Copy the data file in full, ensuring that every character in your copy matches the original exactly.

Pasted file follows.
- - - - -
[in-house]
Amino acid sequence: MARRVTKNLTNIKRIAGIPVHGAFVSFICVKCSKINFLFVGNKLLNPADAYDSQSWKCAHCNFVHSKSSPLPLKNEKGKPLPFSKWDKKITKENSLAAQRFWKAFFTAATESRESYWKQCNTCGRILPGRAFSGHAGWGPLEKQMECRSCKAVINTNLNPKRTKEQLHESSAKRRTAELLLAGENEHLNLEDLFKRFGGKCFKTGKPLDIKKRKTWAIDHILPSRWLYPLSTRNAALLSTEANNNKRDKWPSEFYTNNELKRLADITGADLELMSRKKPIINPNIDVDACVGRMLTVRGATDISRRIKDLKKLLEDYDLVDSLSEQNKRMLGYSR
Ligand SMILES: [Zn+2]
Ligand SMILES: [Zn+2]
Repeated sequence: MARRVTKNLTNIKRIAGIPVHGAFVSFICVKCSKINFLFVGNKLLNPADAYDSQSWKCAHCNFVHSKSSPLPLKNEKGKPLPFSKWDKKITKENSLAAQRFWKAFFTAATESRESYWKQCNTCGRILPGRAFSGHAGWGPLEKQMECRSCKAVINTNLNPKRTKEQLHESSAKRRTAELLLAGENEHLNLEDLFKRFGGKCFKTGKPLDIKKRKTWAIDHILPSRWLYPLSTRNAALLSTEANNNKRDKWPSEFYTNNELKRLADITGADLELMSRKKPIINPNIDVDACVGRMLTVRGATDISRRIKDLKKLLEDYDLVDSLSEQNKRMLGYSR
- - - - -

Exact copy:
[in-house]
Amino acid sequence: MARRVTKNLTNIKRIAGIPVHGAFVSFICVKCSKINFLFVGNKLLNPADAYDSQSWKCAHCNFVHSKSSPLPLKNEKGKPLPFSKWDKKITKENSLAAQRFWKAFFTAATESRESYWKQCNTCGRILPGRAFSGHAGWGPLEKQMECRSCKAVINTNLNPKRTKEQLHESSAKRRTAELLLAGENEHLNLEDLFKRFGGKCFKTGKPLDIKKRKTWAIDHILPSRWLYPLSTRNAALLSTEANNNKRDKWPSEFYTNNELKRLADITGADLELMSRKKPIINPNIDVDACVGRMLTVRGATDISRRIKDLKKLLEDYDLVDSLSEQNKRMLGYSR
Ligand SMILES: [Zn+2]
Ligand SMILES: [Zn+2]
Repeated sequence: MARRVTKNLTNIKRIAGIPVHGAFVSFICVKCSKINFLFVGNKLLNPADAYDSQSWKCAHCNFVHSKSSPLPLKNEKGKPLPFSKWDKKITKENSLAAQRFWKAFFTAATESRESYWKQCNTCGRILPGRAFSGHAGWGPLEKQMECRSCKAVINTNLNPKRTKEQLHESSAKRRTAELLLAGENEHLNLEDLFKRFGGKCFKTGKPLDIKKRKTWAIDHILPSRWLYPLSTRNAALLSTEANNNKRDKWPSEFYTNNELKRLADITGADLELMSRKKPIINPNIDVDACVGRMLTVRGATDISRRIKDLKKLLEDYDLVDSLSEQNKRMLGYSR